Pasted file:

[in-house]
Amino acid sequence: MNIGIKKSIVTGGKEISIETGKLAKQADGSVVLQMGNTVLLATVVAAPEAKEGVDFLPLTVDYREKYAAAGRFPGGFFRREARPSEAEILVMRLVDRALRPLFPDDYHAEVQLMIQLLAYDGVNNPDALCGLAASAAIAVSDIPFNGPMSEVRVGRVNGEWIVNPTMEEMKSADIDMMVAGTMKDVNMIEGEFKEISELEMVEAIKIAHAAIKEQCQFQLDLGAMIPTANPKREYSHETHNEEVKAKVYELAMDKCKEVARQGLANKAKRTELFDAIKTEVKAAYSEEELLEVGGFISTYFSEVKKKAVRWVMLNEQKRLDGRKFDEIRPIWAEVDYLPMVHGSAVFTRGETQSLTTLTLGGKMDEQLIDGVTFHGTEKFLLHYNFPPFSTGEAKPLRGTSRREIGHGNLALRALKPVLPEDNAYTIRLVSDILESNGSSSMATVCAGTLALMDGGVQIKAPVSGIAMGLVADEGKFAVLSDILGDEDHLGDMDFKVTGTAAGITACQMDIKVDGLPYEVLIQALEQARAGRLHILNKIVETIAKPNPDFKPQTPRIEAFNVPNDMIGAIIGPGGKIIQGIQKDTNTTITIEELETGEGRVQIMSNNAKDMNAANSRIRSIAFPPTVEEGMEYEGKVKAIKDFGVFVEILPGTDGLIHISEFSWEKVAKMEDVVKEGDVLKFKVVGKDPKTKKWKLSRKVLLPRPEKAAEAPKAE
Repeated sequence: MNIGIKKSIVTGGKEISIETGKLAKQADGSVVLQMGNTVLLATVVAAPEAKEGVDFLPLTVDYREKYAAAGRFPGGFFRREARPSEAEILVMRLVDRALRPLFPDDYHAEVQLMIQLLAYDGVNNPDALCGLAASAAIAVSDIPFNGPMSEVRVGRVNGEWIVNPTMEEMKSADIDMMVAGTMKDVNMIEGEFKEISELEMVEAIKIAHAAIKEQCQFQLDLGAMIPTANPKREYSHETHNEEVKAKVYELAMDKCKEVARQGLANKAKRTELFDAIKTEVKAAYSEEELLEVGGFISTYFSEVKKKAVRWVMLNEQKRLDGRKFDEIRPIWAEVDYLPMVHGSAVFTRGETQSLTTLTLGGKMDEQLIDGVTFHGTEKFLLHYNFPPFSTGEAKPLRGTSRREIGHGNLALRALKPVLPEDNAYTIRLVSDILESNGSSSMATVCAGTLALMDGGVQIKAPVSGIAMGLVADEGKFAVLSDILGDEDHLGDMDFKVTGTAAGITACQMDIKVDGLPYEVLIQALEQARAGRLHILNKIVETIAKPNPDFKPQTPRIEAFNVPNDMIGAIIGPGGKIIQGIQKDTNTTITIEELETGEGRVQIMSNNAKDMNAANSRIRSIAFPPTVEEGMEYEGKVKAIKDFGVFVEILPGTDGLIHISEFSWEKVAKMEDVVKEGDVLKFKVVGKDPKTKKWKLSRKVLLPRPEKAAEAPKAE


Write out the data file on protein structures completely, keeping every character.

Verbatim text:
[in-house]
Amino acid sequence: MNIGIKKSIVTGGKEISIETGKLAKQADGSVVLQMGNTVLLATVVAAPEAKEGVDFLPLTVDYREKYAAAGRFPGGFFRREARPSEAEILVMRLVDRALRPLFPDDYHAEVQLMIQLLAYDGVNNPDALCGLAASAAIAVSDIPFNGPMSEVRVGRVNGEWIVNPTMEEMKSADIDMMVAGTMKDVNMIEGEFKEISELEMVEAIKIAHAAIKEQCQFQLDLGAMIPTANPKREYSHETHNEEVKAKVYELAMDKCKEVARQGLANKAKRTELFDAIKTEVKAAYSEEELLEVGGFISTYFSEVKKKAVRWVMLNEQKRLDGRKFDEIRPIWAEVDYLPMVHGSAVFTRGETQSLTTLTLGGKMDEQLIDGVTFHGTEKFLLHYNFPPFSTGEAKPLRGTSRREIGHGNLALRALKPVLPEDNAYTIRLVSDILESNGSSSMATVCAGTLALMDGGVQIKAPVSGIAMGLVADEGKFAVLSDILGDEDHLGDMDFKVTGTAAGITACQMDIKVDGLPYEVLIQALEQARAGRLHILNKIVETIAKPNPDFKPQTPRIEAFNVPNDMIGAIIGPGGKIIQGIQKDTNTTITIEELETGEGRVQIMSNNAKDMNAANSRIRSIAFPPTVEEGMEYEGKVKAIKDFGVFVEILPGTDGLIHISEFSWEKVAKMEDVVKEGDVLKFKVVGKDPKTKKWKLSRKVLLPRPEKAAEAPKAE
Repeated sequence: MNIGIKKSIVTGGKEISIETGKLAKQADGSVVLQMGNTVLLATVVAAPEAKEGVDFLPLTVDYREKYAAAGRFPGGFFRREARPSEAEILVMRLVDRALRPLFPDDYHAEVQLMIQLLAYDGVNNPDALCGLAASAAIAVSDIPFNGPMSEVRVGRVNGEWIVNPTMEEMKSADIDMMVAGTMKDVNMIEGEFKEISELEMVEAIKIAHAAIKEQCQFQLDLGAMIPTANPKREYSHETHNEEVKAKVYELAMDKCKEVARQGLANKAKRTELFDAIKTEVKAAYSEEELLEVGGFISTYFSEVKKKAVRWVMLNEQKRLDGRKFDEIRPIWAEVDYLPMVHGSAVFTRGETQSLTTLTLGGKMDEQLIDGVTFHGTEKFLLHYNFPPFSTGEAKPLRGTSRREIGHGNLALRALKPVLPEDNAYTIRLVSDILESNGSSSMATVCAGTLALMDGGVQIKAPVSGIAMGLVADEGKFAVLSDILGDEDHLGDMDFKVTGTAAGITACQMDIKVDGLPYEVLIQALEQARAGRLHILNKIVETIAKPNPDFKPQTPRIEAFNVPNDMIGAIIGPGGKIIQGIQKDTNTTITIEELETGEGRVQIMSNNAKDMNAANSRIRSIAFPPTVEEGMEYEGKVKAIKDFGVFVEILPGTDGLIHISEFSWEKVAKMEDVVKEGDVLKFKVVGKDPKTKKWKLSRKVLLPRPEKAAEAPKAE